At one point, a fan approached Fredette with a pair of shoes he wanted autographed. After Fredette signed the old, smelly footwear, the fan informed him he had watched Fredette toss the shoes in a dumpster during his freshman year, fished them out, and kept them for the day Fredette became a phenom. He planned to sell the relics online.

“I appreciated the hustle,” Fredette says.

I ask if fan interactions ever made him nervous. “I would say it was more exhilarating,” he responds after explaining that security was required to break through the throngs of people who swarmed him everywhere he went.

BYU’s Jimmer Fredette high-fives teammates during a shooting drill at practice in the Ford Center in Oklahoma City in preparation for their first round NCAA game against Florida on March 17, 2010. | Scott G. Winterton, Deseret News

The fanaticism peaked during March Madness of Fredette’s senior year. When then-President Barack Obama revealed his bracket, he said of Fredette: “Unbelievable. Best scorer obviously in the country. Great talent.”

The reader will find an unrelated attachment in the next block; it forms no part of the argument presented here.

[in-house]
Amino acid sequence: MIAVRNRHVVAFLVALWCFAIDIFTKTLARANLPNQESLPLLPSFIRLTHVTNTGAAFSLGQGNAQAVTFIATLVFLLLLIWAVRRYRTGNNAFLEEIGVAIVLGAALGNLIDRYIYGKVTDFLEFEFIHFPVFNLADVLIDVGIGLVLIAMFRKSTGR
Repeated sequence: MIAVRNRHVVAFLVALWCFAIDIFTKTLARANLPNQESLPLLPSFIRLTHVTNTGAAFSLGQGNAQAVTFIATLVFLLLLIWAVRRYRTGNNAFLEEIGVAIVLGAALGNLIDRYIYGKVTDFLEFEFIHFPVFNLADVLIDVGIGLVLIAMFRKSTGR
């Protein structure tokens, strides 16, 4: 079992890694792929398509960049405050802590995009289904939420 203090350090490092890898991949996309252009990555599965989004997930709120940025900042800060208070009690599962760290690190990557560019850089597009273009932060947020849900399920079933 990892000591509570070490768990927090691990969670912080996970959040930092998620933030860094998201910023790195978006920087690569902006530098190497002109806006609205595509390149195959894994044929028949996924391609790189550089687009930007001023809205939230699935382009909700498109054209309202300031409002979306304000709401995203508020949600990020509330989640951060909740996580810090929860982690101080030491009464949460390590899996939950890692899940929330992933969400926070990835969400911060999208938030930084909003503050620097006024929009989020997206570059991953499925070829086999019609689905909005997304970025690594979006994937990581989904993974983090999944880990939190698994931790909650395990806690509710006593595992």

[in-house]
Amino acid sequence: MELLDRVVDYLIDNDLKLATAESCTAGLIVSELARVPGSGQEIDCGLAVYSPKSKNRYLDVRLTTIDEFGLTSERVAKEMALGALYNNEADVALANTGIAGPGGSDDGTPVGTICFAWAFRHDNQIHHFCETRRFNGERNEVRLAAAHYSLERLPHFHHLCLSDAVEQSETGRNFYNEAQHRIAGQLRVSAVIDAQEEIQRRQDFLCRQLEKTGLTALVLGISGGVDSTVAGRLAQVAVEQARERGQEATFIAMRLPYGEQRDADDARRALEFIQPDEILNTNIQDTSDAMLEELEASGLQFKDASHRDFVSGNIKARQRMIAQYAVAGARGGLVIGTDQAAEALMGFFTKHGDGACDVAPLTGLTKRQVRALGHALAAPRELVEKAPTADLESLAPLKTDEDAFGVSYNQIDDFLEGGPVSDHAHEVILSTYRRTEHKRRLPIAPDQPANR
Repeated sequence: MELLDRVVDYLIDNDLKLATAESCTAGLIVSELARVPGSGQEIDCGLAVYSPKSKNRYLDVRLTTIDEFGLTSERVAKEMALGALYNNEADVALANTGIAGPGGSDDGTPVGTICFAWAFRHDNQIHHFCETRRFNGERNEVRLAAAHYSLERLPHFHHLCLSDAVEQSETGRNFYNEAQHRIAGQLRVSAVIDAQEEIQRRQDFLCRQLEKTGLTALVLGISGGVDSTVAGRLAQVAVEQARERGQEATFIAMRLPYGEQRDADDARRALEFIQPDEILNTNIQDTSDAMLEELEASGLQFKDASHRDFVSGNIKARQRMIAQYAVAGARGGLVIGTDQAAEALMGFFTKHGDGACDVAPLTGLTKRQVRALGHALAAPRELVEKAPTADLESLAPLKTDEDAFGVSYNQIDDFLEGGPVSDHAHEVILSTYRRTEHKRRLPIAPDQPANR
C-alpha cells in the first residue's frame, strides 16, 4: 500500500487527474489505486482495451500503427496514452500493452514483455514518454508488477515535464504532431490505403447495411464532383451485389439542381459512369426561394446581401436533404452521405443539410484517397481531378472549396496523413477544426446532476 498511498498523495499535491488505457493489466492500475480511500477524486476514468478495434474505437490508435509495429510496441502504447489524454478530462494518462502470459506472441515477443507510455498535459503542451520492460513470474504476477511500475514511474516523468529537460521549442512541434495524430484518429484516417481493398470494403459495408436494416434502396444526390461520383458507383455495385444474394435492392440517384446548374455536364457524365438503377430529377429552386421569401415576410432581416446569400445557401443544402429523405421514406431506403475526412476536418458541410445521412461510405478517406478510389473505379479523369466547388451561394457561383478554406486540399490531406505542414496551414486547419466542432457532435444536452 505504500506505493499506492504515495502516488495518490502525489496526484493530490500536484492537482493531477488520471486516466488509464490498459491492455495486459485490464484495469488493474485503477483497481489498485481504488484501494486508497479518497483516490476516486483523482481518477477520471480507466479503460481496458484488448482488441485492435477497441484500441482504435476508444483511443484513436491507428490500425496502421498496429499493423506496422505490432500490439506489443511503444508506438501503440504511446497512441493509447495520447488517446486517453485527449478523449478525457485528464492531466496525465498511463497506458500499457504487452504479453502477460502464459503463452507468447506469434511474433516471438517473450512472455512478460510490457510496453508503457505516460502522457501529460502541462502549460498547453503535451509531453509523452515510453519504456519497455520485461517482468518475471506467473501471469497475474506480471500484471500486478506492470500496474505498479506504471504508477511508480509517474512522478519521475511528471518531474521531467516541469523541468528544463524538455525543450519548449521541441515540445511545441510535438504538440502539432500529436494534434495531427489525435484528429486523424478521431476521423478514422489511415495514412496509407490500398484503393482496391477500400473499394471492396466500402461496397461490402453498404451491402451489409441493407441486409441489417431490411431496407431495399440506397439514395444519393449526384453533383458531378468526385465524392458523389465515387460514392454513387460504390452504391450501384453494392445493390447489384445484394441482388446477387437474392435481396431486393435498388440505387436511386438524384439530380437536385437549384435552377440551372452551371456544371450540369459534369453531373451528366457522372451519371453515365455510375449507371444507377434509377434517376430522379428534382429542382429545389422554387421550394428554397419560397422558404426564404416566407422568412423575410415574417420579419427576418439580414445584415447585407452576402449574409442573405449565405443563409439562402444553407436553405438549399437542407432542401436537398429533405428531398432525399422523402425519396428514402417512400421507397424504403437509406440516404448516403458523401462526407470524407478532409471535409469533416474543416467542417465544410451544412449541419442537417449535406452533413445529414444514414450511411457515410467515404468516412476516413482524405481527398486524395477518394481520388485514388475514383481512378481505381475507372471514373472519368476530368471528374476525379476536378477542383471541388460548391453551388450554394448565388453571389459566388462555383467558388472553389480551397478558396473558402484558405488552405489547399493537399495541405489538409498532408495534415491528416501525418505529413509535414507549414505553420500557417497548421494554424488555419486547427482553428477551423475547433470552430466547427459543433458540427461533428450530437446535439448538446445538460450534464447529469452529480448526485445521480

But the team suffered some unexpected hurdles and lost Brandon Davies, who was also key to the Cougars’ success. BYU defeated Gonzaga and advanced to the Sweet Sixteen. But they ultimately lost to the Florida Gators in overtime.

Fredette graduated a few months later, going on to play for the Sacramento Kings, the Chicago Bulls, the New Orleans Pelicans, the Westchester Knicks, the New York Knicks and the Shanghai Sharks where he earned the title “The Lonely Master” until the COVID-19 pandemic.

He now resides in Colorado with his wife, Whitney, and their three kids, but often travels to Utah for his work as a partner in Tandem Ventures. And when he does, he has to be prepared for autograph and photo requests.

But he says he’s grateful.

“It’s 11 years out of this, and to have fans still give that type of support is really, really awesome,” he tells me. “I truly appreciate it. Because without fans, I wouldn’t be able to play professional basketball.”

It’s a mutual appreciation. Because without Jimmer Fredette, 2011 Provo, Utah, would not have been nearly as fun, and I’d have no reason to watch a couple of white guys rap Chuck Norris references in 2023. And that would be a real loss.

BYU’s Jimmer Fredette scores against Eastern Washington at the Marriott Center at BYU in Provo on December 19, 2009. | Michael Brandy, Deseret News